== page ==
During the 17th century, Cardinal Richelieu, chief minister of Louis XIII, was determined to make Paris the most beautiful city in Europe. He built five new bridges, a new chapel for the College of Sorbonne, and a palace for himself, the Palais-Cardinal. After Richelieu's death in 1642, it was renamed the Palais-Royal.


Due to the Parisian uprisings during the Fronde civil war, Louis XIV moved his court to a new palace, Versailles, in 1682. Although no longer the capital of France, arts and sciences in the city flourished with the Comédie-Française, the Academy of Painting, and the French Academy of Sciences. To demonstrate that the city was safe from attack, the king had the city walls demolished and replaced with tree-lined boulevards that would become the Grands Boulevards. Other marks of his reign were the Collège des Quatre-Nations, the Place Vendôme, the Place des Victoires, and Les Invalides.


18th and 19th centuries


Paris grew in population from about 400,000 in 1640, to 650,000 in 1780. A new boulevard named the Champs-Élysées extended the city west to Étoile, while the working-class neighbourhood of the Faubourg Saint-Antoine on the eastern side of the city grew increasingly crowded with poor migrant workers from other regions of France.


The Panthéon, a major landmark on the Rive Gauche, was completed in 1790.


Paris was the centre of an explosion of philosophic and scientific activity, known as the Age of Enlightenment. Diderot and d'Alembert published their Encyclopédie in 1751, and the Montgolfier Brothers launched the first manned flight in a hot air balloon on 21 November 1783. Paris was the financial capital of continental Europe, and the primary European centre of book publishing, fashion and the manufacture of fine furniture and luxury goods.


In the summer of 1789, Paris became the centre stage of the French Revolution. On 14 July, a mob seized the arsenal at the Invalides, acquiring thousands of guns, and stormed the Bastille, which was a principal symbol of royal authority. The first independent Paris Commune, or city council, met in the Hôtel de Ville and elected a Mayor, the astronomer Jean Sylvain Bailly, on 15 July.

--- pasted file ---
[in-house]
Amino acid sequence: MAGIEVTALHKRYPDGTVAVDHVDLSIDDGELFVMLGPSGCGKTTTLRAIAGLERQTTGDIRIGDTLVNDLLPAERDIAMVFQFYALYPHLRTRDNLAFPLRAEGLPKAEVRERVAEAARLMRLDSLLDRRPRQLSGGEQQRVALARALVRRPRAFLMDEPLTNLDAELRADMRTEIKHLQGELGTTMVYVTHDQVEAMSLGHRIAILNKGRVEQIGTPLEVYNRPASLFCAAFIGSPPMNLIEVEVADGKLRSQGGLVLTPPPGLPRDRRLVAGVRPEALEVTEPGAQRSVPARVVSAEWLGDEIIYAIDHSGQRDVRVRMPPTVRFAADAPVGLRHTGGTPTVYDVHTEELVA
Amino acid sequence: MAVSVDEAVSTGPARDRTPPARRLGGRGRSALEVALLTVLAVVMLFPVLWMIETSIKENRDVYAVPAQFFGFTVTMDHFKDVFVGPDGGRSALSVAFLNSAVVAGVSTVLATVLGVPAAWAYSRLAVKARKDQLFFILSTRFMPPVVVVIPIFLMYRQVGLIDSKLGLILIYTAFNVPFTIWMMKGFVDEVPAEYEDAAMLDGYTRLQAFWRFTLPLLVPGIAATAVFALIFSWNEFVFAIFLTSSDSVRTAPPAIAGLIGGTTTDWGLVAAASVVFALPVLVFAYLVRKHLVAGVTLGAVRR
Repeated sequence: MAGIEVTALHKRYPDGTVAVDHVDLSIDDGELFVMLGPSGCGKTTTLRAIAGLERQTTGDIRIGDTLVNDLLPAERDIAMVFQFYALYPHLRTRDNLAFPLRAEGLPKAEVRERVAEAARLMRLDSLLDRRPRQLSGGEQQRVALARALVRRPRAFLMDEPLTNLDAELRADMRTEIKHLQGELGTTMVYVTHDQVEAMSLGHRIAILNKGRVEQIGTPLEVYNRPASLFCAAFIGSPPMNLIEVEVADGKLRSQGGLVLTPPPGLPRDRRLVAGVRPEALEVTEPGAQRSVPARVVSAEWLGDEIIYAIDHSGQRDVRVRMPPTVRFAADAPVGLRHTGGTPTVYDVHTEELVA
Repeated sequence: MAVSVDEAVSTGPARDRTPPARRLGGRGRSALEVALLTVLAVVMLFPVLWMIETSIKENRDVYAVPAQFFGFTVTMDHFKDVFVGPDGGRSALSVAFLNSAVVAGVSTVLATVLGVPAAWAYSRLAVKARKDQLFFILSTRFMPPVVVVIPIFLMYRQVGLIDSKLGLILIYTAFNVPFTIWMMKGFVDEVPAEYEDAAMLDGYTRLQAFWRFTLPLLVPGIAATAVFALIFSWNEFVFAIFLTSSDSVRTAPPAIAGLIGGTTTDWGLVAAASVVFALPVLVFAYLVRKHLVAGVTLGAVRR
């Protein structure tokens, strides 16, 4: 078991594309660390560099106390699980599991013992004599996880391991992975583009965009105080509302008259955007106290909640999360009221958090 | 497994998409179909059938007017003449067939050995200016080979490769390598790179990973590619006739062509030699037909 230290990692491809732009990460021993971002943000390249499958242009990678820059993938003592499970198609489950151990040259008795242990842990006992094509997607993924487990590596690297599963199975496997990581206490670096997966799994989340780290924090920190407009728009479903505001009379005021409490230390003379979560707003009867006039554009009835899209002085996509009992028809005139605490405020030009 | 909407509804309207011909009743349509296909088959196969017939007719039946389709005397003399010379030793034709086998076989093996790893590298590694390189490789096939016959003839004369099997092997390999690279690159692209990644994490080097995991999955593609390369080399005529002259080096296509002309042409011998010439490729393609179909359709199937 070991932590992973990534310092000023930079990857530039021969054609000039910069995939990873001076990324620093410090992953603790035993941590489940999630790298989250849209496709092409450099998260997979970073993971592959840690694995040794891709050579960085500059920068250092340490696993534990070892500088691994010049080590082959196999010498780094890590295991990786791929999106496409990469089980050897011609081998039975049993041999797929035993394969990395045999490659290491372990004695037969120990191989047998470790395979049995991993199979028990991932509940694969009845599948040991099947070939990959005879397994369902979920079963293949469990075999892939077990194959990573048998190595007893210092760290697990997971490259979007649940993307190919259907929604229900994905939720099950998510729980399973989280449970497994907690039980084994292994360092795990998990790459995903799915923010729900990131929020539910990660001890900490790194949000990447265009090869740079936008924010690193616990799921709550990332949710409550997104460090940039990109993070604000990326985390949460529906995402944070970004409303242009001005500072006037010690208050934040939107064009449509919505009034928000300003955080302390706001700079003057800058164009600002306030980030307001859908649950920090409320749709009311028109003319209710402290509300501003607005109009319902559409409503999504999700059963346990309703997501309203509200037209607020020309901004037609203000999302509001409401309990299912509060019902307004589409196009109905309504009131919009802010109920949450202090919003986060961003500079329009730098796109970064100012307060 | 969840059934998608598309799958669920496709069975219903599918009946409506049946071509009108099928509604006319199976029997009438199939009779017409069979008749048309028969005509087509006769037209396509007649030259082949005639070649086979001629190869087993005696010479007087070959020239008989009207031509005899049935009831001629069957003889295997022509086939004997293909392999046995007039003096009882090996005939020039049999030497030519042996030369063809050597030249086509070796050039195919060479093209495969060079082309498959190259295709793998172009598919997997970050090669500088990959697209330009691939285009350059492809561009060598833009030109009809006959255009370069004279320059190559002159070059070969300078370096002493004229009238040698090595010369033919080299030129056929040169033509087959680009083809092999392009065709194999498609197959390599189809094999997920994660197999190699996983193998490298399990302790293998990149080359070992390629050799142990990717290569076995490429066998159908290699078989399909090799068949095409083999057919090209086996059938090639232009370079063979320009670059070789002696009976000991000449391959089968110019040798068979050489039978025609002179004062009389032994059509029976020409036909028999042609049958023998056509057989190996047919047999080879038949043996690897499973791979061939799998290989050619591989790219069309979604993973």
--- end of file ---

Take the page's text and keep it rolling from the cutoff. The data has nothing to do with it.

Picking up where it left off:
Louis XVI and the royal family were brought to Paris and incarcerated in the Tuileries Palace. In 1793, as the revolution turned increasingly radical, the king, queen and mayor were beheaded by guillotine in the Reign of Terror, along with more than 16,000 others throughout France. The property of the aristocracy and the church was nationalised, and the city's churches were closed, sold or demolished. A succession of revolutionary factions ruled Paris until 9 November 1799 (coup d'état du 18 brumaire), when Napoleon Bonaparte seized power as First Consul.


The population of Paris had dropped by 100,000 during the Revolution, but after 1799 it surged with 160,000 new residents, reaching 660,000 by 1815. Napoleon replaced the elected government of Paris with a prefect that reported directly to him. He began erecting monuments to military glory, including the Arc de Triomphe, and improved the neglected infrastructure of the city with new fountains, the Canal de l'Ourcq, Père Lachaise Cemetery and the city's first metal bridge, the Pont des Arts.


During the Restoration, the bridges and squares of Paris were returned to their pre-Revolution names; the July Revolution in 1830 (commemorated by the July Column on the Place de la Bastille) brought to power a constitutional monarch, Louis Philippe I. The first railway line to Paris opened in 1837, beginning a new period of massive migration from the provinces to the city. In 1848, Louis-Philippe was overthrown by a popular uprising in the streets of Paris. His successor, Napoleon III, alongside the newly appointed prefect of the Seine, Georges-Eugène Haussmann, launched a huge public works project to build wide new boulevards, a new opera house, a central market, new aqueducts, sewers and parks, including the Bois de Boulogne and Bois de Vincennes. In 1860, Napoleon III annexed the surrounding towns and created eight new arrondissements, expanding Paris to its current limits.


During the Franco-Prussian War (1870–1871), Paris was besieged by the Prussian Army. Following several months of blockade, hunger, and then bombardment by the Prussians, the city was forced to surrender on 28 January 1871. After seizing power in Paris on 28 March, a revolutionary government known as the Paris Commune held power for two months, before being harshly suppressed by the French army during the "Bloody Week" at the end of May 1871.


In the late 19th century, Paris hosted two major international expositions: the 1889 Universal Exposition, which featured the new Eiffel Tower, was held to mark the centennial of the French Revolution; and the 1900 Universal Exposition gave Paris the Pont Alexandre III, the Grand Palais, the Petit Palais and the first Paris Métro line. Paris became the laboratory of Naturalism (Émile Zola) and Symbolism (Charles Baudelaire and Paul Verlaine), and of Impressionism in art (Courbet, Manet, Monet, Renoir).